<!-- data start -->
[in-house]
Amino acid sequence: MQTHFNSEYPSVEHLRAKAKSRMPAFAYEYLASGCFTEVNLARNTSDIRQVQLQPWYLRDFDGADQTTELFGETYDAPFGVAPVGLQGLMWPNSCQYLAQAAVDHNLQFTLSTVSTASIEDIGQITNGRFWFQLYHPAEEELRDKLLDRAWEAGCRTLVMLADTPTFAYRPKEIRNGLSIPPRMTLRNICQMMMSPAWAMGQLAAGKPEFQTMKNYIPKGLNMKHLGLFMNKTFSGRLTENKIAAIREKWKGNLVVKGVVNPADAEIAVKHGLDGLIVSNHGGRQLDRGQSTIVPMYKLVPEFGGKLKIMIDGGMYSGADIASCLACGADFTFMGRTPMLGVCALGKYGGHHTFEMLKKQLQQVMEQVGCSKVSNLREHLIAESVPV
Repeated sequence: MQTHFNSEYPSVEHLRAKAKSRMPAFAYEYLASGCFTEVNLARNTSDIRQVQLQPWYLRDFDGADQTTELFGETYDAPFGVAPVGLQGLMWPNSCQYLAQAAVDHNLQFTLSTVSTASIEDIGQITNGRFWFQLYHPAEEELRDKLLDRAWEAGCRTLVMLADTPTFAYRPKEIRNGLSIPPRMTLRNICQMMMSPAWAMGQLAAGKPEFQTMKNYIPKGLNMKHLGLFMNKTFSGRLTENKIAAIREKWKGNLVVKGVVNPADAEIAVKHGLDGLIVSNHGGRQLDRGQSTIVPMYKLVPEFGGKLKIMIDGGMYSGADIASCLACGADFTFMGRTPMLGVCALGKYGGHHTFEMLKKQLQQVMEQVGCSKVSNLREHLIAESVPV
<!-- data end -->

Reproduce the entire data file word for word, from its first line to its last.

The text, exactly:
[in-house]
Amino acid sequence: MQTHFNSEYPSVEHLRAKAKSRMPAFAYEYLASGCFTEVNLARNTSDIRQVQLQPWYLRDFDGADQTTELFGETYDAPFGVAPVGLQGLMWPNSCQYLAQAAVDHNLQFTLSTVSTASIEDIGQITNGRFWFQLYHPAEEELRDKLLDRAWEAGCRTLVMLADTPTFAYRPKEIRNGLSIPPRMTLRNICQMMMSPAWAMGQLAAGKPEFQTMKNYIPKGLNMKHLGLFMNKTFSGRLTENKIAAIREKWKGNLVVKGVVNPADAEIAVKHGLDGLIVSNHGGRQLDRGQSTIVPMYKLVPEFGGKLKIMIDGGMYSGADIASCLACGADFTFMGRTPMLGVCALGKYGGHHTFEMLKKQLQQVMEQVGCSKVSNLREHLIAESVPV
Repeated sequence: MQTHFNSEYPSVEHLRAKAKSRMPAFAYEYLASGCFTEVNLARNTSDIRQVQLQPWYLRDFDGADQTTELFGETYDAPFGVAPVGLQGLMWPNSCQYLAQAAVDHNLQFTLSTVSTASIEDIGQITNGRFWFQLYHPAEEELRDKLLDRAWEAGCRTLVMLADTPTFAYRPKEIRNGLSIPPRMTLRNICQMMMSPAWAMGQLAAGKPEFQTMKNYIPKGLNMKHLGLFMNKTFSGRLTENKIAAIREKWKGNLVVKGVVNPADAEIAVKHGLDGLIVSNHGGRQLDRGQSTIVPMYKLVPEFGGKLKIMIDGGMYSGADIASCLACGADFTFMGRTPMLGVCALGKYGGHHTFEMLKKQLQQVMEQVGCSKVSNLREHLIAESVPV